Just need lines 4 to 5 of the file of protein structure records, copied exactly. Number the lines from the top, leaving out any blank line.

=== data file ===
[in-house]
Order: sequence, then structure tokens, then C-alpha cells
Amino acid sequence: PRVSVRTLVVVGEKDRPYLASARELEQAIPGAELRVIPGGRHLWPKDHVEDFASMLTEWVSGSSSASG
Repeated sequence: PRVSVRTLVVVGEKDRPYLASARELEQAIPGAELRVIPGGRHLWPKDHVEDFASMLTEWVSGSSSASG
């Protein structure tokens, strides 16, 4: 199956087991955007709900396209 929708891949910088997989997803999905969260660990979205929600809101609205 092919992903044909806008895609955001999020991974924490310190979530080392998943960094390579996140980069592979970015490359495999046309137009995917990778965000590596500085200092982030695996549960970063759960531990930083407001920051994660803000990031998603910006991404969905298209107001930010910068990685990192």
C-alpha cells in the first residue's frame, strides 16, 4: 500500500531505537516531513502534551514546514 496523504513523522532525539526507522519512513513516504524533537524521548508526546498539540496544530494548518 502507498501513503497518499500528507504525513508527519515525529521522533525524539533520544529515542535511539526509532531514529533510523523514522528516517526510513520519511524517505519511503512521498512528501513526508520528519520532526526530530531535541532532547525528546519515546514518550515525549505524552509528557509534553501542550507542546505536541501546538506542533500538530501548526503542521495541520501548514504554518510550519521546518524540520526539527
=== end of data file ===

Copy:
Repeated sequence: PRVSVRTLVVVGEKDRPYLASARELEQAIPGAELRVIPGGRHLWPKDHVEDFASMLTEWVSGSSSASG
């Protein structure tokens, strides 16, 4: 199956087991955007709900396209 929708891949910088997989997803999905969260660990979205929600809101609205 092919992903044909806008895609955001999020991974924490310190979530080392998943960094390579996140980069592979970015490359495999046309137009995917990778965000590596500085200092982030695996549960970063759960531990930083407001920051994660803000990031998603910006991404969905298209107001930010910068990685990192």